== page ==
In Ohio, grandparents may be granted visitation as part of a divorce, dissolution of marriage, legal separation, annulment, or child support proceeding. The court may grant "reasonable companionship or visitation rights" to any grandparent with an interest in the child's welfare, as determined by the court, if such visitation is in the best interest of the child. Such visitation rights are not limited to grandparents but may be sought by "any person related to the child by consanguinity or affinity," with the same conditions applying.
The court should consider factors including but not limited to the following:
- The geographical location of the grandparent's residence and the distance from the child’s residence
- The child’s and parents’ available time, including schedules for employment, school, holidays and vacations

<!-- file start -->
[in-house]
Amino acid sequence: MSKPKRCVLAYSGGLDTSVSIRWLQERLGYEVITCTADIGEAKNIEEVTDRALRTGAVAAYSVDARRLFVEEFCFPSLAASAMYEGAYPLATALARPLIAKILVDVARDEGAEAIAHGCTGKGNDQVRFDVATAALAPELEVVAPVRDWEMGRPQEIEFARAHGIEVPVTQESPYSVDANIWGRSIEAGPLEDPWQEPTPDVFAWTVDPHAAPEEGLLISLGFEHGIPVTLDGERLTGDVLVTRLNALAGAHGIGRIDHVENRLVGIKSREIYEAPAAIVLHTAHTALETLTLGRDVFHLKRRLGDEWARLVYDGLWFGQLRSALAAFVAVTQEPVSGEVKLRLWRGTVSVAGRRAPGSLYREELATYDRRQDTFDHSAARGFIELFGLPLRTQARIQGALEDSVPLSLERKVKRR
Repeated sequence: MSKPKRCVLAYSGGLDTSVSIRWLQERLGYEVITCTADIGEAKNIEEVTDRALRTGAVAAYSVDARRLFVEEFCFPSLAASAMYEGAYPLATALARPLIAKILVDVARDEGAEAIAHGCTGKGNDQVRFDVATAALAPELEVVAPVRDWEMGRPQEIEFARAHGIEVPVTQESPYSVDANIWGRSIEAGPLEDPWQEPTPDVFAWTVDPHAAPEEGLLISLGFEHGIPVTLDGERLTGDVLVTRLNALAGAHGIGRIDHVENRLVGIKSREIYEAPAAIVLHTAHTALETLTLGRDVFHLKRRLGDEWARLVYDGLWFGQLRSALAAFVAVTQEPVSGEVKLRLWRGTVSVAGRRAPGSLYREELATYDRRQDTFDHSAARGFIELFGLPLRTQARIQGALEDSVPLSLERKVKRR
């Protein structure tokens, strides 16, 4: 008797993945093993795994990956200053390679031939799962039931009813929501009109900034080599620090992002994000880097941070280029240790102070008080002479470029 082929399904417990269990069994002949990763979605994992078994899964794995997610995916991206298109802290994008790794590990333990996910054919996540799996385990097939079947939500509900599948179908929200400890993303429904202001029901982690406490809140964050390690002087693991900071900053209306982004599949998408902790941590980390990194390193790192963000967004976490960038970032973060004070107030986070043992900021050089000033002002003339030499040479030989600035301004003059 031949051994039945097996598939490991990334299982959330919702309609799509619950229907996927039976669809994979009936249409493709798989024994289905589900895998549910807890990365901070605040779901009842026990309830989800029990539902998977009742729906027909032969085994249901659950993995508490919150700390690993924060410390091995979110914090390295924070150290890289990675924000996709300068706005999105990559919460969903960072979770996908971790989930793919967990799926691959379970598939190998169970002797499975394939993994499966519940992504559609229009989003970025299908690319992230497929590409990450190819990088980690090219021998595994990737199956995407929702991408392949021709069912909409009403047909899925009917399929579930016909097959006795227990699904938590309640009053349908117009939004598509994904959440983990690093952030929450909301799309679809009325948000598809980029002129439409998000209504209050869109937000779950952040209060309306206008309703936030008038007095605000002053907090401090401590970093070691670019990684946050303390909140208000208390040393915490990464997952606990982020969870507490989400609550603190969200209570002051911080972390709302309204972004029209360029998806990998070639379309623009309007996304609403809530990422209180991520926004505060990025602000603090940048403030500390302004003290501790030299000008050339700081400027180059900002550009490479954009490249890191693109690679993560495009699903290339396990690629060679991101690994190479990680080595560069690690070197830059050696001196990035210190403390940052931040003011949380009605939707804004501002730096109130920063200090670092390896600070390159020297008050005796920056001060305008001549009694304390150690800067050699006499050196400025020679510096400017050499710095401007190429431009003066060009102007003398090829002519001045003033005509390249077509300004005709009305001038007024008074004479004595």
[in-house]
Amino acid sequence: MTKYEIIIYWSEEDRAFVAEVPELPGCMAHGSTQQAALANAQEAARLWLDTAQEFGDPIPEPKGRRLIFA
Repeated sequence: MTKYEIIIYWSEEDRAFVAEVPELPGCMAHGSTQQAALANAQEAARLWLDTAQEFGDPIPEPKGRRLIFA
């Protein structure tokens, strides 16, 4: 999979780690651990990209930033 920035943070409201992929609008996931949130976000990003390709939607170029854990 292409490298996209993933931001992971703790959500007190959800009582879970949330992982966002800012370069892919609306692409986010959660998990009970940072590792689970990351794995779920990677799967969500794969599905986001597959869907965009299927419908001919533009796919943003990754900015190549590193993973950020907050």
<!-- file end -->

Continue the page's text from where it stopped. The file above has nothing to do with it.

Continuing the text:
- The child's age
- The child's adjustment at home and school and in the community
- Any wishes of the child, as expressed in chambers
- The child's health and safety
- The availability of time for the child to be with his or her siblings
- The mental and physical health of all parties
- The willingness of the grandparent to reschedule missed visitation
- Any conviction of the grandparent or guilty plea by the grandparent involving a crime of child abuse or child neglect
- The wishes and concerns of the parents as expressed to the court
- Any other factor in the best interest of the child.
A grandparent who is the parent of a deceased parent may seek visitation with a grandchild who is the child of the deceased. In the case of unmarried parents, grandparents may seek visitation, although paternity must be acknowledged and legalized before paternal grandparents may seek visitation. In cases involving deceased parents or unmarried parents, the court is instructed to consider the same factors listed above.
Visitation rights may survive after adoption if the adopting party is a stepparent.
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